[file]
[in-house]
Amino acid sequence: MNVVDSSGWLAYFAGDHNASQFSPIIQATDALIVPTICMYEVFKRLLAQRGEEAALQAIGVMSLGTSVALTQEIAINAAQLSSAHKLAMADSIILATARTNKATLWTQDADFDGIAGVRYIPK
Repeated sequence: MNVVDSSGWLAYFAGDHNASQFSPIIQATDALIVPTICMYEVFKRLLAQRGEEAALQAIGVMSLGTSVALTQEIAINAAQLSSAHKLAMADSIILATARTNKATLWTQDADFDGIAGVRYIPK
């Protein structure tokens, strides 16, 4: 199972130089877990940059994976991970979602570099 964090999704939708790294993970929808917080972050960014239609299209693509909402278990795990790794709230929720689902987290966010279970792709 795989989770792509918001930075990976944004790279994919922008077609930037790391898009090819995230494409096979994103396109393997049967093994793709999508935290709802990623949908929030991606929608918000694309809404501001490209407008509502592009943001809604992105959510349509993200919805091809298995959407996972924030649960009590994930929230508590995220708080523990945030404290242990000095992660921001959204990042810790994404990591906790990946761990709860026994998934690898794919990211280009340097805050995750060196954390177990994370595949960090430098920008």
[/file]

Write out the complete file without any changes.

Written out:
[in-house]
Amino acid sequence: MNVVDSSGWLAYFAGDHNASQFSPIIQATDALIVPTICMYEVFKRLLAQRGEEAALQAIGVMSLGTSVALTQEIAINAAQLSSAHKLAMADSIILATARTNKATLWTQDADFDGIAGVRYIPK
Repeated sequence: MNVVDSSGWLAYFAGDHNASQFSPIIQATDALIVPTICMYEVFKRLLAQRGEEAALQAIGVMSLGTSVALTQEIAINAAQLSSAHKLAMADSIILATARTNKATLWTQDADFDGIAGVRYIPK
């Protein structure tokens, strides 16, 4: 199972130089877990940059994976991970979602570099 964090999704939708790294993970929808917080972050960014239609299209693509909402278990795990790794709230929720689902987290966010279970792709 795989989770792509918001930075990976944004790279994919922008077609930037790391898009090819995230494409096979994103396109393997049967093994793709999508935290709802990623949908929030991606929608918000694309809404501001490209407008509502592009943001809604992105959510349509993200919805091809298995959407996972924030649960009590994930929230508590995220708080523990945030404290242990000095992660921001959204990042810790994404990591906790990946761990709860026994998934690898794919990211280009340097805050995750060196954390177990994370595949960090430098920008």